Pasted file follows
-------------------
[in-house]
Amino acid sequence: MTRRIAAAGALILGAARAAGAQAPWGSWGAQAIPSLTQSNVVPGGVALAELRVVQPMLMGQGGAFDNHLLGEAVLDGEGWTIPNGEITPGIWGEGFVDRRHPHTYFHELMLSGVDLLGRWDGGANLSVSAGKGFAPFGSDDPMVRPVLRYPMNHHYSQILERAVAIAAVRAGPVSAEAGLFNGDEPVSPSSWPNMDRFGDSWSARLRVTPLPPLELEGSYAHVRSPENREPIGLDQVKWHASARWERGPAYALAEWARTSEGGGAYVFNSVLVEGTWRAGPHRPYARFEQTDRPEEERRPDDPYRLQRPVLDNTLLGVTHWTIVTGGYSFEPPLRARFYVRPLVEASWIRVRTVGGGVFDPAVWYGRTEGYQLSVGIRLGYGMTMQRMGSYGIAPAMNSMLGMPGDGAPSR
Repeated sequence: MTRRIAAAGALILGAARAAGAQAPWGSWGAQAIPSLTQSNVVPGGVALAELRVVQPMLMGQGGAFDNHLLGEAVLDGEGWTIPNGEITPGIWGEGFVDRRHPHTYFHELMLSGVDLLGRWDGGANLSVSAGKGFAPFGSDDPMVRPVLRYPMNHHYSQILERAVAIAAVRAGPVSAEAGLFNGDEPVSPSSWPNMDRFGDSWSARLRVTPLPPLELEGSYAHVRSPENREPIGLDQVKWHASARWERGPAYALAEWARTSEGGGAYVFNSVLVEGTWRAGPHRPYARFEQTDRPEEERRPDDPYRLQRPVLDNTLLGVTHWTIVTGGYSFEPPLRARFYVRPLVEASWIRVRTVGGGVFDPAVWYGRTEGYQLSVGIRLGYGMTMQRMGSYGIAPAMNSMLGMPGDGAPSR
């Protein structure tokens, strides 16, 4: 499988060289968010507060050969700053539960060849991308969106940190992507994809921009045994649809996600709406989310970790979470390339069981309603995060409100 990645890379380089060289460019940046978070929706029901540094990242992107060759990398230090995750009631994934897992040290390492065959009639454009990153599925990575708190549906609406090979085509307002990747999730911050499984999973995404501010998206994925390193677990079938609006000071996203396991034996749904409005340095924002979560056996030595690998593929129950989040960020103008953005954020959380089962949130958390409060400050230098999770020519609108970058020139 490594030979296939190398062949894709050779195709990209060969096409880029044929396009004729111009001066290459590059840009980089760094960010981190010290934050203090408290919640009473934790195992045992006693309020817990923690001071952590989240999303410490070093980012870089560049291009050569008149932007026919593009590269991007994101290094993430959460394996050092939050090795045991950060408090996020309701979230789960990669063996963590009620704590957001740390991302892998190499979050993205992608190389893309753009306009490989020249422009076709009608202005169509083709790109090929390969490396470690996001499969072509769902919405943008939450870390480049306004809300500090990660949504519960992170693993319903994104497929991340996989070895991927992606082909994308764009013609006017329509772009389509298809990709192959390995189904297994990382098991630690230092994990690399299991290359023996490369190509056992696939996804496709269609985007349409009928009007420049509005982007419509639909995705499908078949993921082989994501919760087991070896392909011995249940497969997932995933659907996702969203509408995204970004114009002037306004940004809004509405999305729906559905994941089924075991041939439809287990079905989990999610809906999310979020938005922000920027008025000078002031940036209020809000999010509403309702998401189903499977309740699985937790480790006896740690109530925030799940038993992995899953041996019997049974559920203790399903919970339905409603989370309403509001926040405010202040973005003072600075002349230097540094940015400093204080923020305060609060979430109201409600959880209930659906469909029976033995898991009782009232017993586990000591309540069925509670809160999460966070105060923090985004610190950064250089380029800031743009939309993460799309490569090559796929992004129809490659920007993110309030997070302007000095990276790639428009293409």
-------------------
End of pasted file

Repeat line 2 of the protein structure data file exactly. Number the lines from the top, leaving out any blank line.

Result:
Amino acid sequence: MTRRIAAAGALILGAARAAGAQAPWGSWGAQAIPSLTQSNVVPGGVALAELRVVQPMLMGQGGAFDNHLLGEAVLDGEGWTIPNGEITPGIWGEGFVDRRHPHTYFHELMLSGVDLLGRWDGGANLSVSAGKGFAPFGSDDPMVRPVLRYPMNHHYSQILERAVAIAAVRAGPVSAEAGLFNGDEPVSPSSWPNMDRFGDSWSARLRVTPLPPLELEGSYAHVRSPENREPIGLDQVKWHASARWERGPAYALAEWARTSEGGGAYVFNSVLVEGTWRAGPHRPYARFEQTDRPEEERRPDDPYRLQRPVLDNTLLGVTHWTIVTGGYSFEPPLRARFYVRPLVEASWIRVRTVGGGVFDPAVWYGRTEGYQLSVGIRLGYGMTMQRMGSYGIAPAMNSMLGMPGDGAPSR